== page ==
An exile from Alsace, Bartholdi arrived back to Paris two days after the last Communard holdouts faced a firing squad against the wall of the Père-Lachaise cemetery. Bartholdi found “houses in ruins, facades torn to pieces. Troops have occupied my house. Holes in the courtyard walls go through… not a pane of glass left.”
When he set sail, only 40 passengers wandered the ship intended to carry 300. Few people had the money or will or optimism to head off on a voyage. Yet Bartholdi carried the designs for a statue he had conceived for Egypt, hoping to find a new buyer.
Thanks to Darcey Steinke for asking me to take part in the MY WRITING PROCESS BLOG TOUR, a path linking writers’ blogs in a discussion about approaches to fiction and nonfiction. Darcey has a new novel, Sister Golden Hair, coming out in the fall, and you can find Darcey’s answers to the four questions here:
At the bottom, find the link to the blogs of the wonderful Elliott Holt and Julia Fierro for their responses next week. Here are my responses to the questions:
1) What are you working on?
I am working on a novella-length nonfiction piece about a turn-of-the-century New York woman. She managed to fight crime, save the innocent from death row, find the hidden corpses of murder victims, write treatises, travel Europe, Syria and Russia alone on a mule, dodge assassination attempts, and combat entrenched government corruption all while relatively young. She makes us so-called liberated women look entrapped and lazy. I am also finishing up a proposal for the next book I would like to write.
2) How does your work differ from others of its genre?
I try to give my historical pieces a strong narrative line because ultimately I enjoy story. Conveying fact in this way, it seems to me, gives a more accurate sense of history, the tension of not knowing whether the crime would be solved or the mammoth statue would be built, or girls would keep disappearing by the hundreds from New York streets.
Hopefully, if people read my new book Liberty’s Torch, they will have the same sense that the creators did of uncertainty: that the statue might never make it out of the French workshop for lack of
I was lucky enough to visit Colmar, the town where Bartholdi was born, twice during the time I researched Liberty’s Torch. His childhood home has been transformed into an impressive museum. On one floor, the historian, Régis Hueber, presided over Bartholdi’s archive of letters and diaries.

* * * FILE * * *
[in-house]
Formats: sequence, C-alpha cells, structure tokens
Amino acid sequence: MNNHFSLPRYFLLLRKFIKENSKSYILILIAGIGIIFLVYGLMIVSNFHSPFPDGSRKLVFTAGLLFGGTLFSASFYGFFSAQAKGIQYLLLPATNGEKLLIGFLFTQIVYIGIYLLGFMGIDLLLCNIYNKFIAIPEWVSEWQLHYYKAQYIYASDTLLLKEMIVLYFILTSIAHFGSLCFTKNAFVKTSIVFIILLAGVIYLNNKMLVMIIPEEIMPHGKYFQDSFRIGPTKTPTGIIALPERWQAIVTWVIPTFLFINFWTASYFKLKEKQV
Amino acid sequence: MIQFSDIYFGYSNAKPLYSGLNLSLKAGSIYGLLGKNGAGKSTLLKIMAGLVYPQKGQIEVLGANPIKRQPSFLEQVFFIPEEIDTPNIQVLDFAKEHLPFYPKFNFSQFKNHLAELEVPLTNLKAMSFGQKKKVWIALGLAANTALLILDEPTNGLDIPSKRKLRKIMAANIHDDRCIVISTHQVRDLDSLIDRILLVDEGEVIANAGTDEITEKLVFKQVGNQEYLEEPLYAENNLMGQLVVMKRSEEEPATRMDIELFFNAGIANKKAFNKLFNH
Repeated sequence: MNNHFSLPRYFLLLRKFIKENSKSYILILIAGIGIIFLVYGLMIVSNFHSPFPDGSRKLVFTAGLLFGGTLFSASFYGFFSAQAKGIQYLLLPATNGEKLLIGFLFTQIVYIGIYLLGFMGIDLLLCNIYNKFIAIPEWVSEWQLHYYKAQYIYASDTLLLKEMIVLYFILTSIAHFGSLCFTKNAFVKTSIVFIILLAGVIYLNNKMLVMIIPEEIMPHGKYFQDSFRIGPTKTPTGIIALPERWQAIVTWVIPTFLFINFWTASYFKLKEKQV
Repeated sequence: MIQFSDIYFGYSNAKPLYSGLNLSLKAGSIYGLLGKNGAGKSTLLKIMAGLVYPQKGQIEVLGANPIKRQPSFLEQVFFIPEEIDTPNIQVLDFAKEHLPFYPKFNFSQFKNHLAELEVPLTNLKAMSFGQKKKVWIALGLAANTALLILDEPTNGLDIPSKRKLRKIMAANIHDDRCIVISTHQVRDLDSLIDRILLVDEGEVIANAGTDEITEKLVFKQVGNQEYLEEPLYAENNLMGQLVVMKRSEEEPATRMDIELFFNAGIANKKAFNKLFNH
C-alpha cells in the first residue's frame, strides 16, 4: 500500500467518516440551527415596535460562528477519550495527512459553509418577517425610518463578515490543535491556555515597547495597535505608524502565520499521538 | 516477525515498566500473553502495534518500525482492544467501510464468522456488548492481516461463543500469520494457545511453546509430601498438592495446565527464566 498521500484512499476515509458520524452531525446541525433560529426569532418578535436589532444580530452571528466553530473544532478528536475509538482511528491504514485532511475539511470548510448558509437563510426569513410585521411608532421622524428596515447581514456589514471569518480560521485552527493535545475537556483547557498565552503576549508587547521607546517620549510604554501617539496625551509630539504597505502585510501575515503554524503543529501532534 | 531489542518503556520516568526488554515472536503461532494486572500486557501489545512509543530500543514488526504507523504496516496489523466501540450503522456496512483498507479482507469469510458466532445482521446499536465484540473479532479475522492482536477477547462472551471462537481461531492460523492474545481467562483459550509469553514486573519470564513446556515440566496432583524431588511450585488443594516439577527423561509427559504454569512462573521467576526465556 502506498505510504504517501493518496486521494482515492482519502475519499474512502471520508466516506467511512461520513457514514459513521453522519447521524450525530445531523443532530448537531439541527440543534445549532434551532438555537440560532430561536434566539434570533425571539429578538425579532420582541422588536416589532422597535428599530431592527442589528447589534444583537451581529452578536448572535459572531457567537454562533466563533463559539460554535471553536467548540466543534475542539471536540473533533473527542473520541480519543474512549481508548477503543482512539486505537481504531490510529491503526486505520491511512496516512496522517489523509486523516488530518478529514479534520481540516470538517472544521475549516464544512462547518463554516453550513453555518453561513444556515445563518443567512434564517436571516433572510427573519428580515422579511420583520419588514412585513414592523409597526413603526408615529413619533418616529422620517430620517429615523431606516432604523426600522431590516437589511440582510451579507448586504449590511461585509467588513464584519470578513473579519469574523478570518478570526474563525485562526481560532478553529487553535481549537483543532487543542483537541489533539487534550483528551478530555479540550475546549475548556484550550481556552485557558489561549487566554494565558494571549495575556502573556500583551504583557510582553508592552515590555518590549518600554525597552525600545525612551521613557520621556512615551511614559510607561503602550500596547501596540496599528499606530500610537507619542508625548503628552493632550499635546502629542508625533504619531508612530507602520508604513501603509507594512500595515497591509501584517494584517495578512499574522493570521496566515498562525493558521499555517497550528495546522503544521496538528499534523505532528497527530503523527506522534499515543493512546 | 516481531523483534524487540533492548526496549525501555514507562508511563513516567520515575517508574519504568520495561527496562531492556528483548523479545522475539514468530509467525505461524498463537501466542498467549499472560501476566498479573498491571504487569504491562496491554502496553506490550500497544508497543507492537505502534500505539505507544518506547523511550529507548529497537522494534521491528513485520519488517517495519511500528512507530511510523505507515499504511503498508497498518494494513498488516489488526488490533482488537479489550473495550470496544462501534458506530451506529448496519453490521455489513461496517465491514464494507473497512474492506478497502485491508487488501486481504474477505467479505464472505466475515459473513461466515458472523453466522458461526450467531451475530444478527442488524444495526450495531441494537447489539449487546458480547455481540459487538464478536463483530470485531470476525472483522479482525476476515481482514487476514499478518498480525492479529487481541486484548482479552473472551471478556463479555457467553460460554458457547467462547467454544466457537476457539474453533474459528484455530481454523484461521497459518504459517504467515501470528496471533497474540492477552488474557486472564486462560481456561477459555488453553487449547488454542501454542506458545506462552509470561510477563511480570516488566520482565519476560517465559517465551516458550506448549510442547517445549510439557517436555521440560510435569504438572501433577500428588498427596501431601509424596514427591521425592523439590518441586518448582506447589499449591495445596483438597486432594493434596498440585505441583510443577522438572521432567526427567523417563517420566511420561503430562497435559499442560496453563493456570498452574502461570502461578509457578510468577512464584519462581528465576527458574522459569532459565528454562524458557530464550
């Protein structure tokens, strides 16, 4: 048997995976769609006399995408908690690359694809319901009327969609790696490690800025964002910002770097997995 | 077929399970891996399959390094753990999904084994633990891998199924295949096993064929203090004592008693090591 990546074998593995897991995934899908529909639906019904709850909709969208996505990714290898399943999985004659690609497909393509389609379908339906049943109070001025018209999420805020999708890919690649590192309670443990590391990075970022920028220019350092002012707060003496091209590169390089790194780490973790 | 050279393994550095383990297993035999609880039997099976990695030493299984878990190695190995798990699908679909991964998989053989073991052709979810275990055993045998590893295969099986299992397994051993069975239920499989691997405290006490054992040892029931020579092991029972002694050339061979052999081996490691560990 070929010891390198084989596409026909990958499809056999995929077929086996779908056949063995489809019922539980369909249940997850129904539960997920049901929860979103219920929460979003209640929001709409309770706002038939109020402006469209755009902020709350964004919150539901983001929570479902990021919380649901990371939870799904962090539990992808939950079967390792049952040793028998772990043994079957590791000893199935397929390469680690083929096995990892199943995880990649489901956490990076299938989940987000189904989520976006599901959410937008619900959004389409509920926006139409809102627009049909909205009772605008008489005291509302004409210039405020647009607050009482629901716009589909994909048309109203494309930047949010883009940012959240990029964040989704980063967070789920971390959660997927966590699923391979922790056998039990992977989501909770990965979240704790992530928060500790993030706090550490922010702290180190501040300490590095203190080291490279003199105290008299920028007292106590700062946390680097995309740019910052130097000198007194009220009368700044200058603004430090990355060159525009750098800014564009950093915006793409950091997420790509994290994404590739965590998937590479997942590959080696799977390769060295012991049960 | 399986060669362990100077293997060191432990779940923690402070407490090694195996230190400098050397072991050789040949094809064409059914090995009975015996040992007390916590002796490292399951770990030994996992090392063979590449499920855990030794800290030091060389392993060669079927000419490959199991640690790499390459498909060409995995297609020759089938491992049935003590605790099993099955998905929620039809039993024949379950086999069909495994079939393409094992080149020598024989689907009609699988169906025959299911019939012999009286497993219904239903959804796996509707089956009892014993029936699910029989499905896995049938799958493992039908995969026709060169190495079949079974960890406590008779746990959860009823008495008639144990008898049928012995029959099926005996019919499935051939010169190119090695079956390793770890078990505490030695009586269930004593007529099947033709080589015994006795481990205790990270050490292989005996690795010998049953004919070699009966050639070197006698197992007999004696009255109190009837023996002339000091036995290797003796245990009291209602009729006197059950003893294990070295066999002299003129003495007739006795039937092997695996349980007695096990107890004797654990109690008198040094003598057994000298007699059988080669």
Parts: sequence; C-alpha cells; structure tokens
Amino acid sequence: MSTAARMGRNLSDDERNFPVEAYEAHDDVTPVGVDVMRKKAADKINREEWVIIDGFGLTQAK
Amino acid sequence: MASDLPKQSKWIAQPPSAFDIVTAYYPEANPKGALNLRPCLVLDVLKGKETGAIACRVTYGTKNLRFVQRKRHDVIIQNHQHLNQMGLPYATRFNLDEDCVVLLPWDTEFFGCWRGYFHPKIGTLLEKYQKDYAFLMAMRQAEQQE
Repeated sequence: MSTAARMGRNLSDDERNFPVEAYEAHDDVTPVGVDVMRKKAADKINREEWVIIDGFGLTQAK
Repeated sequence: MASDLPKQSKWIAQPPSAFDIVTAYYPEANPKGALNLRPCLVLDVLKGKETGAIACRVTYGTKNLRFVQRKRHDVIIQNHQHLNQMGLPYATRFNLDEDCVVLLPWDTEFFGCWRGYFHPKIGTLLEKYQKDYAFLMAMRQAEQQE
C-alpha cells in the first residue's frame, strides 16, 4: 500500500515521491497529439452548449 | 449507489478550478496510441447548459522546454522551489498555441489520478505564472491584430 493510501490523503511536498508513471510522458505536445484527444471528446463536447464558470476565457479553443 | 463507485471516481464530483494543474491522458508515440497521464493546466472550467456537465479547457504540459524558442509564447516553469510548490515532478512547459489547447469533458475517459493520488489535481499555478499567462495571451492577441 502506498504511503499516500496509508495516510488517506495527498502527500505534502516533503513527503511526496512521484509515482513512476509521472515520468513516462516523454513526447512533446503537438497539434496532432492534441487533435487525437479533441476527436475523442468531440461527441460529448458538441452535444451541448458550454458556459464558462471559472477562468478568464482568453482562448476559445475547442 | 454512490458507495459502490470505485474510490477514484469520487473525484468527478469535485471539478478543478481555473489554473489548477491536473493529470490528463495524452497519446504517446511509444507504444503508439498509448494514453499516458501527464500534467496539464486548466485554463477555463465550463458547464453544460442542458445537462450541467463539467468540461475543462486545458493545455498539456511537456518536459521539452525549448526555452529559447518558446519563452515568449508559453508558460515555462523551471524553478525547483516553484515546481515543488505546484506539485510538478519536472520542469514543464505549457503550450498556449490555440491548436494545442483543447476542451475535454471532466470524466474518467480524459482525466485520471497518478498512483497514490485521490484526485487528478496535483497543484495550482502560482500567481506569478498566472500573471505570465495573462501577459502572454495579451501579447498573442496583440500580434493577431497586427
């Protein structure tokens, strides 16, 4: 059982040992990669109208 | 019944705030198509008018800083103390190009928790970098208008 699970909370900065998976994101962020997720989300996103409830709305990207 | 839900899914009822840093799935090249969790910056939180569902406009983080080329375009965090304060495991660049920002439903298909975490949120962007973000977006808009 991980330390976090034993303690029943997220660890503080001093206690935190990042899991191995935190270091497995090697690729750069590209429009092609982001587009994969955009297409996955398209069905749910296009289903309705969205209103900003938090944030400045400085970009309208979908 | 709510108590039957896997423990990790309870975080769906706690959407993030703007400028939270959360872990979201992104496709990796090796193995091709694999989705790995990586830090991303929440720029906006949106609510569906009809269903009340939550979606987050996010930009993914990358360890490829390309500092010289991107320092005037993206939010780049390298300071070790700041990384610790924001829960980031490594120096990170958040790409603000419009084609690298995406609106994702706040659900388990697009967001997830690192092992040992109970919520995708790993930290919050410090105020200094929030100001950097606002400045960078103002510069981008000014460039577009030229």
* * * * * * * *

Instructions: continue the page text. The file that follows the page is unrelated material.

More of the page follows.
The town shows plenty of signs of both French and German influence, having been absorbed into one or the other nation over its history. The top two photos show the view from the small apartment I rented while researching. The warehouse structure on the canal is the covered food market, which served as an ad hoc ammunition storage facility during the Franco-Prussian war; at that time Bartholdi was called upon to organize the ragtag fighting force of townspeople as commander of the National Guard.
The Statue of Liberty is America’s most famous symbol, yet few people could name the man who imagined, created, championed, groveled for, lost sleep over, and unveiled the colossus. The accepted history goes that France gave Liberty to America as an act of friendship, but this was not a gift from government to government. Instead, one artist envisioned a colossus. He designed her to stand in the harbor of the Suez Canal, but the deal fell through. He needed to sell his work somewhere, so he headed to America:
“Each site presents some difficulty,” he wrote to his mother on his journey in 1871. “But the greatest difficulty, I believe, will be the American character which is hardly open to things of the imagination. . . . I believe that the realization of my project will be a matter of luck.”